Tariq Naqshbadi, who retired as Presiding Officer of one of the two anti-corruption courts said J&K’s battle against corruption is unimpressive. “People who make the laws leave certain lacunae and loopholes that eventually help the corrupt,” he said. At one point of time, he said, J&K had Anti-corruption commission and a tribunal to take care of the accused from gazetted and non-gazetted cadres. “They had an impact but I do not know who dissolved the twin institutions,” he said. The former judge said J&K is the only state that resisted fast track courts. “Fighting corruption needs fast track court system but I do not know if the government will permit it,” he said.

RTI activist Dr Muzaffar Bhat says though the motive of the right to information law is to discourage corruption, it can not be done unless anti-corruption institutions are strong. “The government has admitted that in Kashmir alone there were 300 works implemented without (inviting) any tender but who will take action?” he asked.

In the last session a legislator came in the House with a CD showing a government officer accepting money. Investigations revealed that it was one lobby that funded the sting operation to get the official removed, and take over the lucrative position and make money!!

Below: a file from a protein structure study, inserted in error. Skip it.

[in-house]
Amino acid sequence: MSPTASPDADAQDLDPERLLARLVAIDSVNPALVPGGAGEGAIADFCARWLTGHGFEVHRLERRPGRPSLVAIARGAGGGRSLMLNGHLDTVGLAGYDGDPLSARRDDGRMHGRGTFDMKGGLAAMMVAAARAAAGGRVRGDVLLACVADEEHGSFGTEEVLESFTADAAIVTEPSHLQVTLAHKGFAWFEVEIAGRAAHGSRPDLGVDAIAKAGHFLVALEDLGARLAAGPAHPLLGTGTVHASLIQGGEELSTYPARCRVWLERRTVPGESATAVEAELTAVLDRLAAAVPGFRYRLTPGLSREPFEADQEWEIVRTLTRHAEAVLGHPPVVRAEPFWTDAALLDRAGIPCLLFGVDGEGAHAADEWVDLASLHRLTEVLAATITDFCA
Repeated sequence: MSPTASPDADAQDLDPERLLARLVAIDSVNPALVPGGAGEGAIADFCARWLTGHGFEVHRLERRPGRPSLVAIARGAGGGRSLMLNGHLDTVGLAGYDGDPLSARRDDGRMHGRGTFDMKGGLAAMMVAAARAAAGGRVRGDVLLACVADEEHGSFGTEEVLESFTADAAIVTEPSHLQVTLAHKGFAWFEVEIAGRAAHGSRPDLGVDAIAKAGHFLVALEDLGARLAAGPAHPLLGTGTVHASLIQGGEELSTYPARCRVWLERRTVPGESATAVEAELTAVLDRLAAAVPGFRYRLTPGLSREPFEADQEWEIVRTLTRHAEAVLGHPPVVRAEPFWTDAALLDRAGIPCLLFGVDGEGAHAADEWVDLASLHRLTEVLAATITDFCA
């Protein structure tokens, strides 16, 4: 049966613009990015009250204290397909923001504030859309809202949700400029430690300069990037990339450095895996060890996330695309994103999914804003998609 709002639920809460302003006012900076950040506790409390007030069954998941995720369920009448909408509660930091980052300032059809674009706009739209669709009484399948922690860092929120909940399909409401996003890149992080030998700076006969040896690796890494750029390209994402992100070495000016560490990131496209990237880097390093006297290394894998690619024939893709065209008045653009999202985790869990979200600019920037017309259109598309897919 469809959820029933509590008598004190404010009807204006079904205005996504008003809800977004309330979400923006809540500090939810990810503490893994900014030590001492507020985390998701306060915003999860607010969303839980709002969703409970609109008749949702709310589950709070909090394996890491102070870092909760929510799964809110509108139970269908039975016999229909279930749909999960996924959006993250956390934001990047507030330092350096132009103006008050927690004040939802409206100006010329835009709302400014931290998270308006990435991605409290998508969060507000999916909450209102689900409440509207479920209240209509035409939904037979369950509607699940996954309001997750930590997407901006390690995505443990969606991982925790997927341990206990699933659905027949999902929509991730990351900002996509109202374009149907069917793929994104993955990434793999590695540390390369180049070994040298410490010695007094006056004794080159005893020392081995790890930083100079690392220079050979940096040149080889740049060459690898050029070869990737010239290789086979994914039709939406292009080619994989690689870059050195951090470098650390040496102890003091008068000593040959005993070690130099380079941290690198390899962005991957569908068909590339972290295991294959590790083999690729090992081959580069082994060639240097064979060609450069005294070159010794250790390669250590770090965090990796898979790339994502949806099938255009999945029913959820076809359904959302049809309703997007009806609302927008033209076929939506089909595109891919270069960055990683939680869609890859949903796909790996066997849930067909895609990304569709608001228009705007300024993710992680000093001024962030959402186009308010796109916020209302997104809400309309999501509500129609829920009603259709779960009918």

The corruption and the anti-corruption system have been continuously evolving in J&K.

Offences of corruption and bribery against employees were initially dealt under the provisions of Ranbir Penal Code (of 1932) and were investigated by local police till 1949. A separate Anti-Corruption Wing was formed in 1949 under the State (Police) Crime Branch under J&K Prevention of Corruption Act, 2006 Bikrami (1949).

In 1962, a separate ‘Anti-Corruption Organisation’ was created. With the menace of corruption going unchecked “State Vigilance Organisation” came into being with the incorporation of ‘Prevention of Corruption Laws (amendment) Act, 1983. J&K Public Men and Public Servants Declaration of Assets and Other Provisions Act, 1983 was enacted and MLAs and ministers were also brought under the purview of anti-corruption laws and filing of annual property returns was made mandatory for all public servants and public men.